Red Ross

The most frequent response to my recent revelations is one of confusion and a fair amount shock. Happy-Go-Lucky-Daddy Jason bears zero resemblance to Barely-Controlled-Rage-Monster Jason I’m introducing everyone to. It seems an incongruent melding of Truth and Twilight Zone. Hard to tell which is which sometimes. While I haven’t been that guy at his worst for several years, the truth is still painful and embarrassing and literally my only way out of this mess. I’m not here to lie. I can’t. Not anymore.

I suspect even those who are surprised by this additional bit of personal context could get there with a little thought experiment. Take the standard-issue ego and opinions you are already more than familiar with and extend it out several magnitudes. Throw in undiagnosed PTSD, liberal amounts of bourbon, a closed door and stir in an emotionally-charged crisis or two. It’s probably not so hard to imagine that explosive cocktail now is it? Not as incongruous as you originally thought? I’m sure many people’s secrets might play out in similar fashion. Life provides an illusion of normalcy. A patina of sanity.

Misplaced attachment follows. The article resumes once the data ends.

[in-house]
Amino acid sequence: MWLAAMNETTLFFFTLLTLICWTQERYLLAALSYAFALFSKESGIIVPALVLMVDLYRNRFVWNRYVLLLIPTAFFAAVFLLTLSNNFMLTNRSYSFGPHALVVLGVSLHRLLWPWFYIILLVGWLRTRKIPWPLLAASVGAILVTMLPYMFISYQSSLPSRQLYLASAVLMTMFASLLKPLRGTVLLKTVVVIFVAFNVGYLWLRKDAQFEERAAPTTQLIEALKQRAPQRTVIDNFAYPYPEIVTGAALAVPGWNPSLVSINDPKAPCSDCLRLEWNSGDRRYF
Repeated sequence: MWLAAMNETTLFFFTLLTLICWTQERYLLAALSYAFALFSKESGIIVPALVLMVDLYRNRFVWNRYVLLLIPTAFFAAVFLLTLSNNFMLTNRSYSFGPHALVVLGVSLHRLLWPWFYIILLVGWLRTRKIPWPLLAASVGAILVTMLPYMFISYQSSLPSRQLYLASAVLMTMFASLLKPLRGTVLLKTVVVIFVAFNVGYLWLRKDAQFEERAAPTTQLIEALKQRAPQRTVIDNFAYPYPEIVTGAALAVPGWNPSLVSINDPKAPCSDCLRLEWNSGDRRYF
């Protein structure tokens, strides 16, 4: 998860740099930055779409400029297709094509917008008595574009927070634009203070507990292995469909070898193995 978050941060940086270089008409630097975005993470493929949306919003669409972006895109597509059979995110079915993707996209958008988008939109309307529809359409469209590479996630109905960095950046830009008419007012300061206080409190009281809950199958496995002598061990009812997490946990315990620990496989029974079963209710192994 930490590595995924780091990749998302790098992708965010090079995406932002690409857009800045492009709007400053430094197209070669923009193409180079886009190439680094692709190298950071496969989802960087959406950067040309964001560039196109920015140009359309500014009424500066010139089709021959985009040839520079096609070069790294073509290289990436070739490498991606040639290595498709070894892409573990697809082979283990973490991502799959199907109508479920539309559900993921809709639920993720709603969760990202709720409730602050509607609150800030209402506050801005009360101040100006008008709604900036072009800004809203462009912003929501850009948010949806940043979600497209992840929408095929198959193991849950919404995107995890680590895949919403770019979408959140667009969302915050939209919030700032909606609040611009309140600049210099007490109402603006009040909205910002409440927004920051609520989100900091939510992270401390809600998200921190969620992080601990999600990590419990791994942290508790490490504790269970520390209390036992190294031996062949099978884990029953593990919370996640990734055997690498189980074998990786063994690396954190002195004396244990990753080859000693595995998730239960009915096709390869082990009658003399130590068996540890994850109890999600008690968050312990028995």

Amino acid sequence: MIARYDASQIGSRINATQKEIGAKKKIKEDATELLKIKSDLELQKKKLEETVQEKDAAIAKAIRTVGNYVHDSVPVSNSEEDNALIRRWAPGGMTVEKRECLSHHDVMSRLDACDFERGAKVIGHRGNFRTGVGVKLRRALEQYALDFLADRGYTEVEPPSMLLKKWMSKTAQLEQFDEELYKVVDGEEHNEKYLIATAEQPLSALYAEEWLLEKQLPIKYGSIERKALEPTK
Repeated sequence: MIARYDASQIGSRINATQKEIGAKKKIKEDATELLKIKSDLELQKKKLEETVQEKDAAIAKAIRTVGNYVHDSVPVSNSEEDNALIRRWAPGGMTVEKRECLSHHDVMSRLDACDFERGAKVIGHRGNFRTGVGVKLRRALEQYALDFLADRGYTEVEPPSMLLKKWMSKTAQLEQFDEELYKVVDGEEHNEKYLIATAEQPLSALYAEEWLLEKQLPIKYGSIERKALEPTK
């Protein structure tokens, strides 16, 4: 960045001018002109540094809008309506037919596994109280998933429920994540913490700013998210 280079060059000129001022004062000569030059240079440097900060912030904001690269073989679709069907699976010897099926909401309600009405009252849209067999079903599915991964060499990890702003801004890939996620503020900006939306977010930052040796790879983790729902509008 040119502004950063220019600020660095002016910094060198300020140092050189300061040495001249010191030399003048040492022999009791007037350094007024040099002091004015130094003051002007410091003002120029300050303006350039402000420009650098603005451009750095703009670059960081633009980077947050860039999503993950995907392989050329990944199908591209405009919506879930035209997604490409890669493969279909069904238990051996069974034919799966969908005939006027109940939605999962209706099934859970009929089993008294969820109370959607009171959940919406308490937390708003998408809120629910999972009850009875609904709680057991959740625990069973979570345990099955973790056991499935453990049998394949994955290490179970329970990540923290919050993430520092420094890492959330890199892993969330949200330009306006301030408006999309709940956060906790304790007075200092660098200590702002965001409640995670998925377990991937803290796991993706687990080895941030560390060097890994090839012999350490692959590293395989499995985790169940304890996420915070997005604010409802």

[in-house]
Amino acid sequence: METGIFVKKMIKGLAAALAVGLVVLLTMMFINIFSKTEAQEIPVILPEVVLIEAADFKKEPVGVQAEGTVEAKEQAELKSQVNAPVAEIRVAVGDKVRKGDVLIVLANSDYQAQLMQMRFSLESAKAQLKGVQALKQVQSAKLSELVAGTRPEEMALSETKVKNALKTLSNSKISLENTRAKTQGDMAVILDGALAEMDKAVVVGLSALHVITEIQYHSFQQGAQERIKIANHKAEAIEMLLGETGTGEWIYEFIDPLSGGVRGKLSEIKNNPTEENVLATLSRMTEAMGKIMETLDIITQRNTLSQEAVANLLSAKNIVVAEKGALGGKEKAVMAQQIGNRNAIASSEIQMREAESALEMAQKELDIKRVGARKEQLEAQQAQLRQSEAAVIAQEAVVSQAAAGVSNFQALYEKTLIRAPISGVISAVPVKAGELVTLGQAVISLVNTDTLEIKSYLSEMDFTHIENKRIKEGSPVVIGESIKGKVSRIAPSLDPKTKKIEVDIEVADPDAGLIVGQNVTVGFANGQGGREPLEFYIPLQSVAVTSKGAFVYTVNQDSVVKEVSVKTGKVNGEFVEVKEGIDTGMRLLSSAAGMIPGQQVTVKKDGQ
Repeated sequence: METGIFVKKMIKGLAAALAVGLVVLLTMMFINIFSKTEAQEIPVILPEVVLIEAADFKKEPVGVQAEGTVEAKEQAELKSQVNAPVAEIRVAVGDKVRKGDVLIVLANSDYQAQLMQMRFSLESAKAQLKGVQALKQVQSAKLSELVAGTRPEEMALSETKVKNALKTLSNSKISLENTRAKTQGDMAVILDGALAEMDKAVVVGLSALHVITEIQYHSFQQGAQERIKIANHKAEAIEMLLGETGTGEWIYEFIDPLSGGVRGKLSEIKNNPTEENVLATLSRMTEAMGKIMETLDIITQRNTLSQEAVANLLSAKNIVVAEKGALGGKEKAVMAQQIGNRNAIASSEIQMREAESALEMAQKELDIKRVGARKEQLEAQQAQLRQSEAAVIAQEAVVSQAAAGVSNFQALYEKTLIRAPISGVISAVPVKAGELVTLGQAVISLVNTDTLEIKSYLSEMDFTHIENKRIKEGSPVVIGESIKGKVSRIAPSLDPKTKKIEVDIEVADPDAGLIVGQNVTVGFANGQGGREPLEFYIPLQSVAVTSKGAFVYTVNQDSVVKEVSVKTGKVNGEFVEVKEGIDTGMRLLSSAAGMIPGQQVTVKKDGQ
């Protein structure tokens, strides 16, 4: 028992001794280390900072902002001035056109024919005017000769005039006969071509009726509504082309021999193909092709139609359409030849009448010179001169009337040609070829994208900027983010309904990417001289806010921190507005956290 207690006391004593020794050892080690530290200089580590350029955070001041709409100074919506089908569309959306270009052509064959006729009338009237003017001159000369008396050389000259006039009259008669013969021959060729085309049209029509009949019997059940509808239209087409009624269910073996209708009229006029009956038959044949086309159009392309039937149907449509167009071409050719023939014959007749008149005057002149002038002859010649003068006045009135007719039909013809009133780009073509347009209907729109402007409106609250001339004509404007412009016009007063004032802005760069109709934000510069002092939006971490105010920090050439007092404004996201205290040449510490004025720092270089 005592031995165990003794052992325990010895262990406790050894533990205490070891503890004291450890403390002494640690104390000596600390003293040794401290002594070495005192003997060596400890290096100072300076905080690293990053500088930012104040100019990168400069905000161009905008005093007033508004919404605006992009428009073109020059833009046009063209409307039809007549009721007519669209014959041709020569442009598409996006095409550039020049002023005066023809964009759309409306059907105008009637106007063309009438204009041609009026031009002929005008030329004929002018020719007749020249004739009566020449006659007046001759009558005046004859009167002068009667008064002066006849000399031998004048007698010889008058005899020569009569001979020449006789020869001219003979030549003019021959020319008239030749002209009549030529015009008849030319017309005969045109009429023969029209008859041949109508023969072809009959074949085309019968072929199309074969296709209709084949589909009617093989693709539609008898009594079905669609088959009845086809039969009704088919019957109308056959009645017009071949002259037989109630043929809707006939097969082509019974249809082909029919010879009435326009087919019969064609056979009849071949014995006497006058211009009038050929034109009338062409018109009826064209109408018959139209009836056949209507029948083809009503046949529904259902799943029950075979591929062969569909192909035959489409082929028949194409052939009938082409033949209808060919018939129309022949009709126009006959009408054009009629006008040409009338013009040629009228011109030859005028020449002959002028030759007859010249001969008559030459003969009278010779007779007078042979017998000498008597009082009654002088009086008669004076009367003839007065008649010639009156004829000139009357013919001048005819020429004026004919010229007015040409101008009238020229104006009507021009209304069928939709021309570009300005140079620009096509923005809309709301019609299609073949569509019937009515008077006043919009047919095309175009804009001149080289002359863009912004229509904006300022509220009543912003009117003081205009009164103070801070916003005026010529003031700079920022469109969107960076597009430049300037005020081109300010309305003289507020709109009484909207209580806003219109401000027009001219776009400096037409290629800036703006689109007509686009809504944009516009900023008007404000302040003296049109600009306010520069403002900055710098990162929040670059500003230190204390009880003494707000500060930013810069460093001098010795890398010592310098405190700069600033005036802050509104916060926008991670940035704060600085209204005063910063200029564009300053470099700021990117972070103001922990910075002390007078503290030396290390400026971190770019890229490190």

Banishing the monster for good was really as simple as looking him dead in the eye, taking responsibility for the damage he caused and begging the forgiveness of those who were hurt in the process of me becoming more fully human. Changing myself was really the only way I could start making amends. Stop the bleeding. My continued confessional here is an effort to ensure that part of me never comes back. I ripped off the mask. Exposed the lie to the harshest medicine of all. The truth. Unvarnished and unwavering. I won’t be returning to that cage ever again. I already lost too much to a devil I know all too well. We’ve been close for years.

The most amazing part is the new me is a much nicer guy. I genuinely like him. Less reactive. More patient. Considerate. Deliberate. Funny. Kind. Reevaluates his progress frequently, seeks honest feedback and then adjusts his sails. Kaizen. Continuous improvement. I know. Doesn’t sound like me at all, huh? Telling my ego to take a hike was literally the best thing I could have ever done, for me and my family. My relationship with my son has never been tighter. I love my new job and have yet to run into any of the same negative issues I had in the past, even six months into a new gig. The energy is completely different. It’s tough to explain to anyone who hasn’t gone through a similar transition.

It’s as if the old me is gone, but not everyone has read the memo yet. Therein lies the biggest challenge to date. Trusting that the truth has already healed my now, no matter what the future might plan for me next.

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